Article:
* Business spending plans gauge rises 1.7 percent
* Core capital goods shipments fall for 4th straight month
* Durable goods orders flat, up 1.5 pct ex-transportation
* House prices rise for eighth straight month in September
By Lucia Mutikani
WASHINGTON, Nov 27 A gauge of planned U.S.
business spending increased in October by the most in five
months, raising cautious optimism that the sharp cutbacks in
capital investment during the summer are abating.
Fears of deep reductions in government spending and big tax
hikes early next year, a combination known as the fiscal cliff,
had caused firms to hunker down.
But orders for non-defense capital goods excluding aircraft,
a closely watched proxy for business spending plans, rose 1.7
percent last month, the Commerce Department said on Tuesday.
"While the improvement in demand offers some encouragement
that the worse of the malaise in capital investment may be
behind us, there is little to suggest that this may be the
beginning of any meaningful upturn," said Millan Mulraine, a
senior economist at TD Securities in New York.
The increase in so-called core capital goods orders
confounded economists' expectations for a 0.5 percent fall.
Lawmakers and the Obama administration are engaged in talks
to avoid automatic spending cuts and tax increases that could
suck $600 billion from the economy early next year and fuel a
fresh recession. Few visible signs of progress have emerged.
"With intense focus on the fiscal cliff and continued
uncertainty surrounding the economic outlook in the new year, it
remains to be seen whether the October advance can be
maintained. It's not clear that it can be," said Omair Sharif,
an economist at RBS in Stamford, Connecticut.
"One month does not make a trend and the trend firmly shows
firms are still in a kind of a wait-and-see mode in terms of
CONSUMERS MORE BULLISH
Given the lag between orders and shipments, economists
expect business investment to remain a drag on economic activity
in the fourth quarter.
Shipments of core capital goods declined in October for a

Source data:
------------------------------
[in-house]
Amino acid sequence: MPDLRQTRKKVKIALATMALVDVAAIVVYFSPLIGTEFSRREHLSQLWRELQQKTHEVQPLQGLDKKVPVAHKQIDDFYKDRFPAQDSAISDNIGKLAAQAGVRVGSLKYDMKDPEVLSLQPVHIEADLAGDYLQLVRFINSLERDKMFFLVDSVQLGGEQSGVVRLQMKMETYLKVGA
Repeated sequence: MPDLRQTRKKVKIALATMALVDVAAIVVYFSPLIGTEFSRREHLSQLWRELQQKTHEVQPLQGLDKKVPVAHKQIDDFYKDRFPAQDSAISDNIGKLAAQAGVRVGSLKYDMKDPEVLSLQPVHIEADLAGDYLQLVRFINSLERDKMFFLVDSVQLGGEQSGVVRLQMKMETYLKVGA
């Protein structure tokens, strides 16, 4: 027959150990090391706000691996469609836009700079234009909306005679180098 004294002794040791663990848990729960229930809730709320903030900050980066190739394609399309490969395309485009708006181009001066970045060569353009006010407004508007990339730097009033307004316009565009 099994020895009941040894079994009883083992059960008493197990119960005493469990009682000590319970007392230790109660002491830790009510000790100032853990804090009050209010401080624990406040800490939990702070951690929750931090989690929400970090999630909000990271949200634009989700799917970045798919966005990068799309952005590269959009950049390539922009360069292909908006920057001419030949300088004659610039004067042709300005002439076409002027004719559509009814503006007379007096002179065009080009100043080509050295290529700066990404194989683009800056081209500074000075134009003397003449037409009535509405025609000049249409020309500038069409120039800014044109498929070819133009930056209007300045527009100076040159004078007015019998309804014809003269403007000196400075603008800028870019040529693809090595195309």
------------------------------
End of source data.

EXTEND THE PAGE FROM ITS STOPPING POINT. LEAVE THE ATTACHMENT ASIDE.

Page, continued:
fourth straight month, and economists said the stronger orders
might not translate into improved shipments until early 2013.
Still, a few economists bumped up their meager
fourth-quarter GDP forecasts slightly because the drop in
shipments was smaller than they expected. Core goods shipments
are used to calculate business spending on equipment and
software in the gross domestic product report.
In the third quarter, business spending tumbled for the
first time since the 2007-09 recession ended, weighed down by
the fiscal cliff, Europe's long-running debt problems and
slowing global demand.
While weakness in business spending has been restraining
growth, the housing market is gaining momentum and consumer
confidence is more bullish, which should support the recovery.
Single-family home prices rose for an eighth straight month
in September, a separate report showed. The Standard &
Poor's/Case Shiller composite index of 20 metropolitan areas
gained 0.4 percent in September on a seasonally adjusted basis.
Home building is expected to add to growth this year for the
first time since 2005 and firming home prices bode well for
residential construction activity.
"The strengthening in home prices is a plus for growth
through various channels, including increased consumer spending
because of wealth and confidence effects," said Jim O'Sullivan,
chief U.S. economist at High Frequency Economics in Valhalla,
A third report showed consumer confidence hit a 4-1/2 year
high in November. Economists, however, warned that the fiscal
cliff could erode sentiment in the months ahead.
Stocks on Wall Street ended down as investors worried over
the lack of progress in working out a deal on the government's
budget problem, while prices for U.S. Treasury debt eked out
modest gains. The dollar firmed against a basket of currencies.
Orders for U.S.-made durable goods -- items meant to last
three years or more -- were unchanged in October as gains in
machinery, fabricated metal products, and computer and
electronic products offset the drag from automobiles, defense
goods and civilian aircraft.
Economists had expected durable goods orders to fall 0.6
percent last month. They rose 9.2 percent in September.
Excluding transportation, orders rose 1.5 percent in October
after increasing 1.7 percent the prior month.